As a Realtor, when I found out about Leo, I did some research, at the Evanston Historical Society, learning that Leo's Evanston house on the lake, with the terraced gardens, was a little over a mile from my office.  A little further research uncovered many of the details I've share with you, and the tax records provided who the current owners of the property were.  I called my wife, Amy, at her job as a preschool teacher to tell her that I'd found out which house was Leo's and gave her the address and the current owners name.  She said in surprise... but that's my student's grandmother... and she's standing right here!!

We explained the circumstances, and she told us.... "Yes, I remember the house... when we bought the property, the house was in terrible condition, and we tore it down and built our new contemporary home.  The only thing we saved from the old house was the door knocker, which was incredible."  So Leo's house was gone.

My in-laws have since passed on... but they would likely not have approved of me airing our 'dirty laundry' in public, so I'm not going to publish their names.  But I find it a fascinating tale, too good to hide away in the annals of the family bible.  We did find family letters in my father-in-law's estate after he died. The letters are between the siblings and show some true distress and shame, as well as a propensity for fine quality penmanship, that has been lost on today's generation (but that's another post) ... oddly enough my father-in-law kept those letters (in a small locked box, on a high shelf in the back of his closet), reflecting a chapter in his life that he'd have preferred to forget.

btw... credit for much of this information in Part I, Part II and Part III should be given to My in-laws, Crime Wave by Dean Jobb, the Canadian Banker's Association, the Chicago Tribune Magazine, the Evanston Historical Society and the Encyclopedia of American Crime by Carl Sifakis.

Posted by

 ALAN MAY, Realtor®
Specializing in Evanston Real Estate and North Shore Real Estate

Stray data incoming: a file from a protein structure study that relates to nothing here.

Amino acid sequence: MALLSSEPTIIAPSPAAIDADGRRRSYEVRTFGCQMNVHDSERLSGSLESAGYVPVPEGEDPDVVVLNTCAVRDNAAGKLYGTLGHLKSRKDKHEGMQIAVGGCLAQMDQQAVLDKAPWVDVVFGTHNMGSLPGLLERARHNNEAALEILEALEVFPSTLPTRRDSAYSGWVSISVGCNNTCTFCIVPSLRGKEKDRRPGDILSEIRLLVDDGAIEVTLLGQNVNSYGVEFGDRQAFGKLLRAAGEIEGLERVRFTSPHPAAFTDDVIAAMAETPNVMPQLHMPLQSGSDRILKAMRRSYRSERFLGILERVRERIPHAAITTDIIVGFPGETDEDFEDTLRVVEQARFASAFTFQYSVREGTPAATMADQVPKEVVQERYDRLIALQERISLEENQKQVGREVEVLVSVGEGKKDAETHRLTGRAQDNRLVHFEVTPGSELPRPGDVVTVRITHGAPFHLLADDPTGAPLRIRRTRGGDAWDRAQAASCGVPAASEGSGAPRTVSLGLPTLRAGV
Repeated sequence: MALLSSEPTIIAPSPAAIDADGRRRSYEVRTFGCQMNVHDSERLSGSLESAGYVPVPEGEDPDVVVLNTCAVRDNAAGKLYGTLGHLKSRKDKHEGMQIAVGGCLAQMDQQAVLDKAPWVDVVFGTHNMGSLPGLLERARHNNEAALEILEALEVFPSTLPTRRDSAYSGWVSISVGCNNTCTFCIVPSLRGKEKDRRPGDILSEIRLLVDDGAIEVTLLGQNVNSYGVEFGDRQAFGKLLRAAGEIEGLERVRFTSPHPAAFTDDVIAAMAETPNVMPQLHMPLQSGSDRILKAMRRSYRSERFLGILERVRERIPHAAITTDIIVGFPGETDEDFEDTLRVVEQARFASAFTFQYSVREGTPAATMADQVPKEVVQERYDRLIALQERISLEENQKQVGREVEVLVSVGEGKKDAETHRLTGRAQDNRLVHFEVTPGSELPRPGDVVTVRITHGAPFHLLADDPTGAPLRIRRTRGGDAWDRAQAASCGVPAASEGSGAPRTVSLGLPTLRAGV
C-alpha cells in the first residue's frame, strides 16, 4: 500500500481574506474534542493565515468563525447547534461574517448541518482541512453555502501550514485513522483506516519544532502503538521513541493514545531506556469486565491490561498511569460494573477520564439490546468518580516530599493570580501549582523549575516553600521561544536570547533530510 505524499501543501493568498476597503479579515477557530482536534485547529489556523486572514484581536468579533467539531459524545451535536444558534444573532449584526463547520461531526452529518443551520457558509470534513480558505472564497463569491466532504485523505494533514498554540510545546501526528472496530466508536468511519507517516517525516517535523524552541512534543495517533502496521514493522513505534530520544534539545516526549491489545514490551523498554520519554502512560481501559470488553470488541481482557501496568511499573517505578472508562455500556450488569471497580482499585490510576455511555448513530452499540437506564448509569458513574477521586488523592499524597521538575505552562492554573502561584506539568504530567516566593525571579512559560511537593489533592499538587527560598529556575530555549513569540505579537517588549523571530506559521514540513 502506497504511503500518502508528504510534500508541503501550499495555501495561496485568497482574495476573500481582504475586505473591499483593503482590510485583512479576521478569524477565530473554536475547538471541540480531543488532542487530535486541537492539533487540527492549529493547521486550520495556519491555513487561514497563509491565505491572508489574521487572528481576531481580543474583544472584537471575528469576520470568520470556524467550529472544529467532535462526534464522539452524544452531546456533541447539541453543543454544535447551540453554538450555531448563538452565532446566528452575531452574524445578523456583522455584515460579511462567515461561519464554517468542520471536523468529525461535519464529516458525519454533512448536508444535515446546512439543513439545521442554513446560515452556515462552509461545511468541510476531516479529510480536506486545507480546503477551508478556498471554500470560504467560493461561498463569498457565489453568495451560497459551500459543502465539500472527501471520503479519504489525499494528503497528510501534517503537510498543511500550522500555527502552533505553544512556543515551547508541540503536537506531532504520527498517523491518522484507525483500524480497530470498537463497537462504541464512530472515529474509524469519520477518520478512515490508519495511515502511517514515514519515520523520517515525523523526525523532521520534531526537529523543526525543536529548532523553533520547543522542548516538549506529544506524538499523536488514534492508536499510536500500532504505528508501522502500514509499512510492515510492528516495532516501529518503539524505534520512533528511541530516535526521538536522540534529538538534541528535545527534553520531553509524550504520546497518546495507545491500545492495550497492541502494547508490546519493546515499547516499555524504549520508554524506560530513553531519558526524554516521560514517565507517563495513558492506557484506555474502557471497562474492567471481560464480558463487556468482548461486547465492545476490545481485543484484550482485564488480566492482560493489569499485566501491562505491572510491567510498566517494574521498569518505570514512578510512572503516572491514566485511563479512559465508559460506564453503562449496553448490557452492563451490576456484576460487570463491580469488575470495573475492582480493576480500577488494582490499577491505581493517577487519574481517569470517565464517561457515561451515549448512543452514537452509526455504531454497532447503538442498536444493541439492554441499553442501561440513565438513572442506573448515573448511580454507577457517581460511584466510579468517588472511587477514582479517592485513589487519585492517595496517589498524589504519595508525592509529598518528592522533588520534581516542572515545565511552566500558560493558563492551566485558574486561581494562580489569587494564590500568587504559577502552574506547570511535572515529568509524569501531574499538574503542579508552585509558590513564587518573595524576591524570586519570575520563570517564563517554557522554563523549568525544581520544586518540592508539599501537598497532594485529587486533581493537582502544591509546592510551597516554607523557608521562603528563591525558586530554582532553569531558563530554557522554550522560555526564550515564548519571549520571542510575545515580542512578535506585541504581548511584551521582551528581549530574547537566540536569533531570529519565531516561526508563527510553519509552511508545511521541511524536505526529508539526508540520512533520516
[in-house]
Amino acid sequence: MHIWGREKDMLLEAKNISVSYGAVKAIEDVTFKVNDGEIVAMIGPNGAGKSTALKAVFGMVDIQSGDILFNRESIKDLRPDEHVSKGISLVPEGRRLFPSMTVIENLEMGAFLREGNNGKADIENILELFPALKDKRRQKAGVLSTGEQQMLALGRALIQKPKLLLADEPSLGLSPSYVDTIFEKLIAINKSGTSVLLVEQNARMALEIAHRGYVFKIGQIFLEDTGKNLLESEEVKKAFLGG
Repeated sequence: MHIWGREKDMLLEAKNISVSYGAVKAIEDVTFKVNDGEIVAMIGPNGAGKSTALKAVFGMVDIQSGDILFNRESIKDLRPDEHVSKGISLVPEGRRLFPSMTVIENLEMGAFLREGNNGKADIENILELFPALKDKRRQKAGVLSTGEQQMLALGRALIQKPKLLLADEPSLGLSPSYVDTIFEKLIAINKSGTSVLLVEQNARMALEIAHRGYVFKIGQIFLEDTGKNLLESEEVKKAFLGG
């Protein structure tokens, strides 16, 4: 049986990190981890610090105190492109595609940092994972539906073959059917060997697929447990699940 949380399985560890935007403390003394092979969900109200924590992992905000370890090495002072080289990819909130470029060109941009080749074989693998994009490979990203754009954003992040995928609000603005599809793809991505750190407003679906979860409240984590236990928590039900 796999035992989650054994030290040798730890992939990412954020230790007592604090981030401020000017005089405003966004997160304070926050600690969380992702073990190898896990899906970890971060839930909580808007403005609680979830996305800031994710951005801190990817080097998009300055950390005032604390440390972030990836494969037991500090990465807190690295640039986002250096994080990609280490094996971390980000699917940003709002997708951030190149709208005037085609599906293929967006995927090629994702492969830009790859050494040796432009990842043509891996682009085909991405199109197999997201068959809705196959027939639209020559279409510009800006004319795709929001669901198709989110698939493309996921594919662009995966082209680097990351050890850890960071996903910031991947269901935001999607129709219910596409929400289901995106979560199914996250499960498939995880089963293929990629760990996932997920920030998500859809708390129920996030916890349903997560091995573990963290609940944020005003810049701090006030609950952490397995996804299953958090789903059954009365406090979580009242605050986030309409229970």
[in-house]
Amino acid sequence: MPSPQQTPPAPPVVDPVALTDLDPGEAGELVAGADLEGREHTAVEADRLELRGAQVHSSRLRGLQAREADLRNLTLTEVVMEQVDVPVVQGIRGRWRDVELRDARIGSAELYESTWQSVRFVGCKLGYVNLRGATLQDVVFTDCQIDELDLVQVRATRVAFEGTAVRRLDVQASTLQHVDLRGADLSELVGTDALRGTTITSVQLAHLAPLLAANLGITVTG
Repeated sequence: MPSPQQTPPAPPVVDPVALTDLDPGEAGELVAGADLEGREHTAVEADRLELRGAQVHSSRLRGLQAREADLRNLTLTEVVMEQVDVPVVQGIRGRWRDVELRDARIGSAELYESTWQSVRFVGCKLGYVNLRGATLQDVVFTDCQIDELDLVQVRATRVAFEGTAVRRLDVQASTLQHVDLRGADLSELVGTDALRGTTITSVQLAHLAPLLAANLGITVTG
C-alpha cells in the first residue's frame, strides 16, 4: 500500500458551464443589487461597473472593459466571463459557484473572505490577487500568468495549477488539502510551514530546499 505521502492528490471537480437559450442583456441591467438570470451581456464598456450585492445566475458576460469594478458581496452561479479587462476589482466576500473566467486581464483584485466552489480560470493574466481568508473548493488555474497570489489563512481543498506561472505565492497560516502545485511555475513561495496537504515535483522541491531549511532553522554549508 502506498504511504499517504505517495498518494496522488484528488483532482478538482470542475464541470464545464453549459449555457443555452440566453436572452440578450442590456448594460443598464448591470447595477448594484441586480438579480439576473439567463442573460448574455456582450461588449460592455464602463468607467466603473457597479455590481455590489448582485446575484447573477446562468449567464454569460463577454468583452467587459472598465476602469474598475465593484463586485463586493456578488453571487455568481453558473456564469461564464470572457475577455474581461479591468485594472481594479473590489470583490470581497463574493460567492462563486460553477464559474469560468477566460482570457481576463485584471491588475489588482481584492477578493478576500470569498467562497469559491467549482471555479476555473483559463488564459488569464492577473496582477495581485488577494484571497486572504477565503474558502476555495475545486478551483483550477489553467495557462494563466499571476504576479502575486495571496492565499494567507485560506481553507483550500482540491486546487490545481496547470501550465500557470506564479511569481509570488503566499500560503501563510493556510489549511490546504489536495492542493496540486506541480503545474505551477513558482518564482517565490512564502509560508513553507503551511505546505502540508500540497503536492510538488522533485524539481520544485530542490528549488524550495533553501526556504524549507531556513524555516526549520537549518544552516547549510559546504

Coldwell Banker Residential Real Estate, 2929 Central Street, Evanston, IL 60201
847.425.3779      Cell: 847.924.3313      Email: Almay@aol.com

Evanston Real Estate & North Shore Real Estate
Licensed in Illinois

   

Do not copy the content of this blog, without first contacting the author for permission. 
Reblogging IS allowed. All other use is strictly prohibited without express permission from me.

close

This entry hasn't been re-blogged:

Re-Blogged By Re-Blogged At
Topic:
ActiveRain Community
Groups:
"Whacked"!!!
The Lounge at Active Rain
Diary of a Realtor
Almost Anything Goes
Active Rain Block Party
Tags:
alan may
real estate
evanston
north shore
leo koretz

Post a Comment
Spam prevention
Spam prevention
Show All Comments
Ambassador
1,682,681
Richard Weisser
Better Homes and Gardens Real Estate Metro Brokers - Newnan, GA
Richard Weisser Coweta Newnan Homes for Sale

Alan...

I enjoyed this series ...thanks.

Oct 16, 2008 08:03 AM #1
Ambassador
1,012,773
Alan May
Coldwell Banker Residential - Evanston, IL
Evanston & Northshore of Chicago real estate

Thank you Richard... it's a unique story.

Oct 16, 2008 08:09 AM #2
Rainer
50,457
Chastity Guevara
Camelot's Quest Realty - Casa Grande, AZ

Hi Alan...I found you from Liz Moras blog post on the friendship ball and I love her writing so I thought I would stop in and take a look.  I haven't yet read this series, but it looks like you put a lot of work into it.

Oct 16, 2008 11:55 PM #3
Ambassador
1,012,773
Alan May
Coldwell Banker Residential - Evanston, IL
Evanston & Northshore of Chicago real estate

Chastity, thanks for visiting.  I did put quite a bit into it, but it's a story I know well, and have told more than once... and since it's part of our family's history (my wife's side... I'm just sayin') it's a labor of love.

Oct 17, 2008 07:45 AM #4
Rainmaker
514,775
Russell Lewis
Realty Austin, Austin Texas Real Estate - Austin, TX
Broker,CLHMS,GRI

Alan, I missed the fist two installments of this Triple Shot deal. This is quite entertaining and I plan to look at PT. 1&2 later. You have really taken off on this blogging thing, keep it up!

Oct 17, 2008 01:02 PM #5
Ambassador
1,012,773
Alan May
Coldwell Banker Residential - Evanston, IL
Evanston & Northshore of Chicago real estate